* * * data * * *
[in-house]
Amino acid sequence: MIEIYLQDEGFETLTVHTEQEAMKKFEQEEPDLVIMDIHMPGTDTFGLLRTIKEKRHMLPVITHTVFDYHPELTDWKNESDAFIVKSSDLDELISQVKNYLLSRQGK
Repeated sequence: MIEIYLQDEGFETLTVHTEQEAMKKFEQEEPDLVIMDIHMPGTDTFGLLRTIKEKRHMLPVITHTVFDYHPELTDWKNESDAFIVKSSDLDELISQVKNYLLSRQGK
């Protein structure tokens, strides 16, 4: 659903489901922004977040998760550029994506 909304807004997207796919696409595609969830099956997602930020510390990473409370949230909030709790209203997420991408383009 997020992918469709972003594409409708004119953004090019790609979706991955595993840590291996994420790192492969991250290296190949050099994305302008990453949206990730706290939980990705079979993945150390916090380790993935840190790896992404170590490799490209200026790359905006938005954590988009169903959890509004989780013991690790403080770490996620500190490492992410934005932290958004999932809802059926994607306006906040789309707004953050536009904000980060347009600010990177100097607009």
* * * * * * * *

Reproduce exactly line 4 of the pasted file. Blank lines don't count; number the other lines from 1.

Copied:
């Protein structure tokens, strides 16, 4: 659903489901922004977040998760550029994506 909304807004997207796919696409595609969830099956997602930020510390990473409370949230909030709790209203997420991408383009 997020992918469709972003594409409708004119953004090019790609979706991955595993840590291996994420790192492969991250290296190949050099994305302008990453949206990730706290939980990705079979993945150390916090380790993935840190790896992404170590490799490209200026790359905006938005954590988009169903959890509004989780013991690790403080770490996620500190490492992410934005932290958004999932809802059926994607306006906040789309707004953050536009904000980060347009600010990177100097607009």